- SH149: CDOT plows (Colorado Department of Transportation) Town doesn't set policy.
- 1” or more – the County plows all access to emergency departments such as the medical center, fire station, sheriff, Armory (Town Hall), etc.
- 2” or more – the County plows all streets with terrain (hills)
- 4” or more – the County plows all level (flat) streets
- 6” or more – alleys get plowed, unless they are the sole access to a residence or occupied building then they come under the 4” or more category.
Each time the County plows our Town streets, it literally costs thousands of dollars. That’s why we have a plan that limits plowing to what is necessary to keep us able to go about our business. Questions? Give Cindy Nelson or myself a call at 944-2333 or email me at firstname.lastname@example.org.
On the topic of my job, I’ve become aware in only two weeks that many people aren’t quite sure about my role in town government. The Town decided in September of 2003 to create the position of Town Manager. Basically, this position in a “statutory” town is like a CEO or Executive Director of a corporation or a non-profit. The Trustees are elected as your representatives and ensure that the will of the community is carried out in policies and budgeting priorities. The Trustees don’t get a blank slate, they have to adhere to the laws and requirements of both Federal and State of Colorado governments, but they are the final word on what projects and programs move forward. As Town Manager, I manage the day to day operations of the Town, supervise all the employees, distribute work load among the employees, and authorize expenditures within the budget that the Trustees have previously approved. If it’s not in the budget, or under the policy direction of the Trustees, I need to bring it before them. I don’t get to make significant decisions on my own. I don’t serve at the will of one or two Trustees, but at the will of the Trustees as they determine policy and budget priorities in their scheduled and noticed public meetings.
I’ve had several people ask me to support various town projects. My role is not to be swayed by my own opinion or the opinion of others, but to provide the Trustees as decision makers with the best possible technical, financial and comparative information to inform their decision. I also provide that information to you as community members. I will most often make a recommendation based on what is possible and feasible for the town based on cost/benefit for the community and on community priorities, and I will often discuss other options and consequences for certain choices. I don’t decide on my own where I personally would like to spend the money on my pet projects. That’s not my role. In many ways, being a Town Manager means giving up the freedom to have a public personal opinion within the community that I also live in. It’s difficult when you are a paid staff person in a small town because there is pressure to support one side of complex issues. Staff, however, is supposed to remain neutral and professional in conflict and provide technical support based on sound financial and community benefit rationale and let the Trustees make the decision as representatives of the people.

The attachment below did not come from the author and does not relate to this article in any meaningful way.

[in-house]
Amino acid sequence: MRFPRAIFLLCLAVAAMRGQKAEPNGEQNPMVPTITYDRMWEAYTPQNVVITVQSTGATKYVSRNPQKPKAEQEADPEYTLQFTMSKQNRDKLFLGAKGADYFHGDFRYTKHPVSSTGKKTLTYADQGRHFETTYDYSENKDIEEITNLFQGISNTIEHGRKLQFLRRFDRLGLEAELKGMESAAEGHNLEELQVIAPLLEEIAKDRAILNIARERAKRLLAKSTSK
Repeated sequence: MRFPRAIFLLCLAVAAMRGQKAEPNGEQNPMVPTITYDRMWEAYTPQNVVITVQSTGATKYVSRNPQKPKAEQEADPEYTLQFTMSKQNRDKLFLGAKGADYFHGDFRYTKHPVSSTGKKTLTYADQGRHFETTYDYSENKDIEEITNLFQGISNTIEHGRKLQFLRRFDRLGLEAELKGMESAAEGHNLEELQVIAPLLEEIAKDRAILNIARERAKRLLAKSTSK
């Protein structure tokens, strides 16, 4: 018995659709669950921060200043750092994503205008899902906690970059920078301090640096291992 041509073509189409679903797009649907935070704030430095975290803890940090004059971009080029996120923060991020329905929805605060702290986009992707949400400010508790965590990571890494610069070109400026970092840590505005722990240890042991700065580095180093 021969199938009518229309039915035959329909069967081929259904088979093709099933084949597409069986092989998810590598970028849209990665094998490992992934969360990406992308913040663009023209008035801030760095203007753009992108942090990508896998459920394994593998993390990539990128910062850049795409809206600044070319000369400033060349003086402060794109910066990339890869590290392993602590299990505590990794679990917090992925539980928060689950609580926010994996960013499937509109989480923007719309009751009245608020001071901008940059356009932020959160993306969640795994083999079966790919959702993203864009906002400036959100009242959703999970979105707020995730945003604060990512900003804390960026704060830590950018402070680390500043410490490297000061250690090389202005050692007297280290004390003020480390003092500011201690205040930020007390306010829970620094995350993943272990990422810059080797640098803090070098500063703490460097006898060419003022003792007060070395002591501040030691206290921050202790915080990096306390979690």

To sum up: You as a Lake City voter elect the Trustees and entrust them with representing the community’s best interest, the Trustees direct me and I direct the staff. I implement the community’s vision as interpreted by the Trustees by ensuring that the staff is carrying out their will through where staff spend’s their time and the Town’s money.
So what if you feel the community’s interests aren’t being carried out? That’s why Town business is conducted in public meetings. You can call your Trustees and express your concerns and/or write a letter (signed by you, we can’t consider anonymous letters) or come to a meeting. I hope to increase the ways and means by which we hear directly from the public. It’s something I’m passionate about and from what I understand, both the Trustees and the community want.